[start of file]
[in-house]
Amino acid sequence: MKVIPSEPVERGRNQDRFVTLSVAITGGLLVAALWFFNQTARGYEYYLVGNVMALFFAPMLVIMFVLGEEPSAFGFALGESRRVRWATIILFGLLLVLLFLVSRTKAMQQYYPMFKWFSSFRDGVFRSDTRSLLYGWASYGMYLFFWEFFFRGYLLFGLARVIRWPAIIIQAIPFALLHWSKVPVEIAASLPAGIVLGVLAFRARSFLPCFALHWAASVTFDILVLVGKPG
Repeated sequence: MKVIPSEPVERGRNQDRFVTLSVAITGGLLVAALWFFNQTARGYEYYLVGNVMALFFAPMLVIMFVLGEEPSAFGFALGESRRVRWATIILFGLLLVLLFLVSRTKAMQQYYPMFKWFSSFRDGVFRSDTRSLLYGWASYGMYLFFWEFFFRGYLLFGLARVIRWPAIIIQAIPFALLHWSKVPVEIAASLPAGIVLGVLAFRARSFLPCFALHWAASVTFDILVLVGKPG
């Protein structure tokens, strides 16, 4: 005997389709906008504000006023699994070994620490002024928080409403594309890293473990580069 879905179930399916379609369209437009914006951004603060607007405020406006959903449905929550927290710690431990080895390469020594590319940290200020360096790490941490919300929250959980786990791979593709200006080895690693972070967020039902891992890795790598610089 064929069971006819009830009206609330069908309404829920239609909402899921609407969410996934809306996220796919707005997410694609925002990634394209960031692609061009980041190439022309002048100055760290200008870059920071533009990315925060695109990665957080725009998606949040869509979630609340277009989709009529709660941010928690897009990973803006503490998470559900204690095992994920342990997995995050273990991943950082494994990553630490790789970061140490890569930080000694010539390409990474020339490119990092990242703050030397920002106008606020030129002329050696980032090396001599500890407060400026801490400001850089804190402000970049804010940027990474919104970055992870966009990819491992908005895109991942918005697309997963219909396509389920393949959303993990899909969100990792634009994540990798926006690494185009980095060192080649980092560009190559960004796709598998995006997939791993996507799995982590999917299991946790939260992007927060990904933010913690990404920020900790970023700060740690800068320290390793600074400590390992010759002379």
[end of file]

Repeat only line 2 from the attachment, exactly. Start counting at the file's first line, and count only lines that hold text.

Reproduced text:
Amino acid sequence: MKVIPSEPVERGRNQDRFVTLSVAITGGLLVAALWFFNQTARGYEYYLVGNVMALFFAPMLVIMFVLGEEPSAFGFALGESRRVRWATIILFGLLLVLLFLVSRTKAMQQYYPMFKWFSSFRDGVFRSDTRSLLYGWASYGMYLFFWEFFFRGYLLFGLARVIRWPAIIIQAIPFALLHWSKVPVEIAASLPAGIVLGVLAFRARSFLPCFALHWAASVTFDILVLVGKPG